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January 10, 2024 | Tom Ballard

Spark shares impressive numbers with Knoxville City Council

The participants in the Spark Cleantech Accelerator and Spark Incubator Program have raised $53.6 million and created 56 jobs in just a couple of years.

Members of the Knoxville City Council, who had previously approved funding for the Spark Cleantech Accelerator, received an impressive return on investment update on both the accelerator and the Spark Incubator Program ahead of the Council’s regularly rescheduled meeting Tuesday night.

Lilly Tench, the newly named Director of the Spark Innovation Center that is part of the University of Tennessee (UT) Research Park at Cherokee Farm, said the 29 start-ups that have participated in one or both initiatives have raised $53.6 million, primarily through grants; created 56 jobs; and funded 26 internships for UT, Knoxville (UTK) students through the Spark Scholars program. The Spark Innovation Center was launched in late 2000 and the first cohort of the accelerator came in 2022.

“The incubator supports companies that are already here; the accelerator brings companies here,” she told members of the Council. Several of those who participated in the first two cohorts of the accelerator have remained or at least have established mutually beneficial partnerships with local companies or UTK researchers.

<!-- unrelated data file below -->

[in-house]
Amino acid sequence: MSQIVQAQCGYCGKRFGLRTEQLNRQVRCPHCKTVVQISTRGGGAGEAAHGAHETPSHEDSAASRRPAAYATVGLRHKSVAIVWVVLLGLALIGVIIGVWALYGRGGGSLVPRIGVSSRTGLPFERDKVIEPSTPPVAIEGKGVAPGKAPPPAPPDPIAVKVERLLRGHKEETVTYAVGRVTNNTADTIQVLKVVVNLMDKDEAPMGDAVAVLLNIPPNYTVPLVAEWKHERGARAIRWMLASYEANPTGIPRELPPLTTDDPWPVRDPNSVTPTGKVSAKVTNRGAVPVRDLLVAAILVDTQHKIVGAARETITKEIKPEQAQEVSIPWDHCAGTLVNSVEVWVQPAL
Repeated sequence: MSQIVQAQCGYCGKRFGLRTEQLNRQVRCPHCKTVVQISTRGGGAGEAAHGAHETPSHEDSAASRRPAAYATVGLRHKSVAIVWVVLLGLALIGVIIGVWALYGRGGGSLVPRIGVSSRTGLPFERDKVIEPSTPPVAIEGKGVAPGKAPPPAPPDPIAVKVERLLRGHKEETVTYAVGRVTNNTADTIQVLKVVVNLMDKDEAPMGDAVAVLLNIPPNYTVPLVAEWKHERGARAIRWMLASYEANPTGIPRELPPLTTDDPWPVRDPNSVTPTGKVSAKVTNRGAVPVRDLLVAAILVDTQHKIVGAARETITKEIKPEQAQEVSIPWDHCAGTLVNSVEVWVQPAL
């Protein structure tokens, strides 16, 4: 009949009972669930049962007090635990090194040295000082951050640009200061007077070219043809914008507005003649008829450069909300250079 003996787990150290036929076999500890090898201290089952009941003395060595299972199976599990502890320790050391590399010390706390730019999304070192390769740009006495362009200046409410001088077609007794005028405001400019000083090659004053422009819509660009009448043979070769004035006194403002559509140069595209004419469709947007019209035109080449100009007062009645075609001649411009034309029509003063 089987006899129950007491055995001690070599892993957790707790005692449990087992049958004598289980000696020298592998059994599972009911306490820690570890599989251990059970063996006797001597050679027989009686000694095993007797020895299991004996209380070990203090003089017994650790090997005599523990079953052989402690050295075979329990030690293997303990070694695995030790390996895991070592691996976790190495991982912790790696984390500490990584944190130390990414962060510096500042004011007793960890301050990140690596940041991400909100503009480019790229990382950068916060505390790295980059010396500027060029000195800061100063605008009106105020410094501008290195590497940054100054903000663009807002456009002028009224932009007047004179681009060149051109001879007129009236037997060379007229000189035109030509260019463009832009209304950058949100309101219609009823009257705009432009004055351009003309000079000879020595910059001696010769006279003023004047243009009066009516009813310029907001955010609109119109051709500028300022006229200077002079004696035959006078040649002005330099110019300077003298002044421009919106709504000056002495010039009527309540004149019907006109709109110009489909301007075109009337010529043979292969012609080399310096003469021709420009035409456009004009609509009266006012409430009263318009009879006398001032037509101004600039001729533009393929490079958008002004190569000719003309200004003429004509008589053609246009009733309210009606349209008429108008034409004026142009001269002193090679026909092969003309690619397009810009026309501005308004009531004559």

Tench was joined for the presentation by Deborah Crawford, UTK Vice Chancellor for Research, Innovation and Economic Development, and John Bruck, who served previously as the Director of the Spark Innovation Center.

Crawford noted that 90 percent of the nation’s innovation sector is hyper-concentrated in five metropolitan areas even though the Knoxville-Oak Ridge region is ranked #8 in the nation for R&D assets.

“We have failed to take advantage of that (fact),” she said. “As we look at Tennessee, how can we bring more companies to Tennessee, prepare the workforce (they need), and start companies that stay here?”

Bruck reinforced Crawford’s observations about what he described as “unparalleled resources” that exist locally. To convert research into businesses, he said entrepreneurs and innovators need three things:

  • Access to expensive lab space and equipment;
  • Expert mentorship and industry guidance; and
  • Access to capital.

“If start-ups can’t find these resources locally, they move elsewhere, Bruck said, adding, “The city (funding) has really helped” as he thanked the Council members and Mayor Indya Kincannon for their support.

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